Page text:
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Posted: Mar 05, 2012
Scientists revolutionise electron microscope
(Nanowerk News) For over 70 years, transmission electron microscopy (TEM), which `looks through´ an object to see atomic features within it, has been constrained by the relatively poor lenses which are used to form the image.
The new method, called electron ptychography, dispenses with the lens and instead forms the image by reconstructing the scattered electron-waves after they have passed through the sample using computers (paper in Nature Communications: "Ptychographic electron microscopy using high-angle dark-field scattering for sub-nanometre resolution imaging").
Scientists involved in the scheme consider their findings to be a 'first step' in a 'completely new epoch of electron imaging'. The process has no fundamental experimental boundaries and it is thought it will transform sub-atomic scale transmission imaging.
Project leader Professor John Rodenburg, of the University of Sheffield´s Department of Electronic and Electrical Engineering, said: "To understand how material behaves, we need to know exactly where the atoms are. This approach will enable us to look at how atoms sit next to one another in a solid object as if we´re holding them in our hands.
"We´ve shown we can improve upon the resolution limit of an electron lens by a factor of five. An extension of the same method should reach the highest resolution transmission image ever obtained; about one tenth of an atomic diameter. No longer does TEM have to be bound by the paradigm of the lens, its Achilles´ heel since its invention in 1933."
The technique is applicable to microscopes using any type of wave and has other key advantages over conventional methods. For example, when used with visible light, the new technology forms a type of image that means scientists can see living cells very clearly without the need to stain them, a process which usually kills the cells.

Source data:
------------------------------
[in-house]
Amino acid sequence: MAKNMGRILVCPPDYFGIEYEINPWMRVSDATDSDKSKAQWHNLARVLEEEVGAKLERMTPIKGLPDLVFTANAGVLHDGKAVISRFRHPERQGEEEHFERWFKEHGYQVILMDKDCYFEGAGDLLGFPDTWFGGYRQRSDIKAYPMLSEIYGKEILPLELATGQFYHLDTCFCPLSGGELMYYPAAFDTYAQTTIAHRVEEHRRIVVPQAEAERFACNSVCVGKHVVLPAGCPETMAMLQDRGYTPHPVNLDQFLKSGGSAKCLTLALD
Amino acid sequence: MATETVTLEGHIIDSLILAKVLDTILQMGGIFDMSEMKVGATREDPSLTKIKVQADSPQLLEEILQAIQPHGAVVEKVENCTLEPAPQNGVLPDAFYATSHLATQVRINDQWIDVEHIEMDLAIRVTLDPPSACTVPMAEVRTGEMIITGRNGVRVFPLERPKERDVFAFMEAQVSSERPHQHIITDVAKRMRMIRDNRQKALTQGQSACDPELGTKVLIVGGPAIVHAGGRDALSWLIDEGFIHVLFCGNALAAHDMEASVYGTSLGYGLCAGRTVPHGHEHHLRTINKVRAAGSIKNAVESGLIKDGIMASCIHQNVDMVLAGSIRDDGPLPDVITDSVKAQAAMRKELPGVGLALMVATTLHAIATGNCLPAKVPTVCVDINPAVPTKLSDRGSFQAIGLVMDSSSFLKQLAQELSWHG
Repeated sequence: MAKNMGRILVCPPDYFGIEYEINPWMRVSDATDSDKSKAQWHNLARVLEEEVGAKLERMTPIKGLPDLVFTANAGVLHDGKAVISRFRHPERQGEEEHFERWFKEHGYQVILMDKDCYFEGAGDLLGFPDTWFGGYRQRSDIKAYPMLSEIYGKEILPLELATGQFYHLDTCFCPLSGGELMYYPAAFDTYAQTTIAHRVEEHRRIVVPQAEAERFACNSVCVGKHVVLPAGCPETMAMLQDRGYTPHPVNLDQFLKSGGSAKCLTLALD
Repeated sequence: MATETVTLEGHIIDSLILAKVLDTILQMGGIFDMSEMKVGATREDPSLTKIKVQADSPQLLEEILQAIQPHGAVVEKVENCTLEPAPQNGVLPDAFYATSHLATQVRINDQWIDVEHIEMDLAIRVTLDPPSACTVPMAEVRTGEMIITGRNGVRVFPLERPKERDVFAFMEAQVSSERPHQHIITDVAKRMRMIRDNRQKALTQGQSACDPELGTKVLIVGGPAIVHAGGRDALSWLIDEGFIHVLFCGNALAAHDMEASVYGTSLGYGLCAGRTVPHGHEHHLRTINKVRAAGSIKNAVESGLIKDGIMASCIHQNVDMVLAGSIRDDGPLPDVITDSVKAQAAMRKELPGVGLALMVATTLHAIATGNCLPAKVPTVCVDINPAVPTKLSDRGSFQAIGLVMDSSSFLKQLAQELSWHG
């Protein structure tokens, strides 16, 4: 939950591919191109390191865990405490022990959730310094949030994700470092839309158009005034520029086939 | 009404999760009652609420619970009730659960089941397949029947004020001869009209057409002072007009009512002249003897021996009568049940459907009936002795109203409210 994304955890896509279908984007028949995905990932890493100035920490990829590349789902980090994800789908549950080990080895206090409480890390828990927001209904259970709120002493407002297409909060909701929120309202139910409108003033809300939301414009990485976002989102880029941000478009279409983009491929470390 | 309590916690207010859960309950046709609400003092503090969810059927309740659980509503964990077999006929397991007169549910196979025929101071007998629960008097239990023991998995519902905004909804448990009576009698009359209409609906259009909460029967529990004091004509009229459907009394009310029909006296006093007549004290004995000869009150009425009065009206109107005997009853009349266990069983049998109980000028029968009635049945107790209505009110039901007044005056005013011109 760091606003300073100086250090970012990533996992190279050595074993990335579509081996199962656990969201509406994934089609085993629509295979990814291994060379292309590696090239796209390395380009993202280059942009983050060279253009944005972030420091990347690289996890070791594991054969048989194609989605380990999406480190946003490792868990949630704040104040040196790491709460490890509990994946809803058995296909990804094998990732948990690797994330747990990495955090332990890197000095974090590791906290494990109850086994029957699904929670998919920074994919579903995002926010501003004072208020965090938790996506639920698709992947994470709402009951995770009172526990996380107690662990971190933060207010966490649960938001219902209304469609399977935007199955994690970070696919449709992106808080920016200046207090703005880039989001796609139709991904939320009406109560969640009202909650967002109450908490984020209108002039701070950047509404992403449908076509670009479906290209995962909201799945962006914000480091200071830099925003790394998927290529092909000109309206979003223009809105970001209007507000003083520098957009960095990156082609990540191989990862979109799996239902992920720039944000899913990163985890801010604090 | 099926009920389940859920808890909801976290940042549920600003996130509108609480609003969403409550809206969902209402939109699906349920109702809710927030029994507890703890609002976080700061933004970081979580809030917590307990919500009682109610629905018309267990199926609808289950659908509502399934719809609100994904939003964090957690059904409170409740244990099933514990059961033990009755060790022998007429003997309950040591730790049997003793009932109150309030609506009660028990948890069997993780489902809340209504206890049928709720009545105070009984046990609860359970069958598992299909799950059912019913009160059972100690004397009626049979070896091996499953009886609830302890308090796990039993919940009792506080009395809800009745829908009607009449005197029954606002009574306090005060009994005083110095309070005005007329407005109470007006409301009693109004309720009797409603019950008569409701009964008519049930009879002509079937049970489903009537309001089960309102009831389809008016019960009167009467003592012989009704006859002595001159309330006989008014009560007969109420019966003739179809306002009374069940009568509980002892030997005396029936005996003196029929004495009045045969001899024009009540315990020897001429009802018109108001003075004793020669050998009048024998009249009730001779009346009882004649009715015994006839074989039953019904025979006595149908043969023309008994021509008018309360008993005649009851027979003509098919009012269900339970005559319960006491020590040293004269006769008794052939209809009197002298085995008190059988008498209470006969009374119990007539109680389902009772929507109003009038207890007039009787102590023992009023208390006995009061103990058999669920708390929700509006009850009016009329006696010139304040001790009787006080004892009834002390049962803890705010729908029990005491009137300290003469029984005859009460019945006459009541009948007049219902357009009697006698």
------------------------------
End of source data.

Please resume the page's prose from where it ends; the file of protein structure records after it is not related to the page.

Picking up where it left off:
The new method also disposes of the need to put a lens very close to a living sample, meaning that cells can be seen through thick containers like petri dishes or flasks. This means that as they develop and grow over days or weeks, they do not have to be disturbed.
Plans are even being put into place with the European Space Agency to take the new, more robust, microscope technology to the moon in 2018 to examine the structure of moon soil.
Professor Rodenburg added: "We measure diffraction patterns rather than images. What we record is equivalent to the strength of the electron, X-ray or light waves which have been scattered by the object – this is called their intensity. However, to make an image, we need to know when the peaks and troughs of the waves arrive at the detector – this is called their phase.
"The key breakthrough has been to develop a way to calculate the phase of the waves from their intensity alone. Once we have this, we can work out backwards what the waves were scattered from: that is, we can form an aberration-free image of the object, which is much better than can be achieved with a normal lens.
"A typical electron or X-ray microscope image is about one hundred times more blurred than the theoretical limit defined by the wavelength. In this project, the eventual aim is to get the best-ever pictures of individual atoms in any structure seen within a three-dimensional object."
The ground-breaking results were part of a three-year study costing £4.3 million which was funded by the Engineering and Physical Sciences Research Council (EPSRC).
The investigation was carried out with the help of Phase Focus Ltd, a University of Sheffield spin-out company, and Gatan Inc.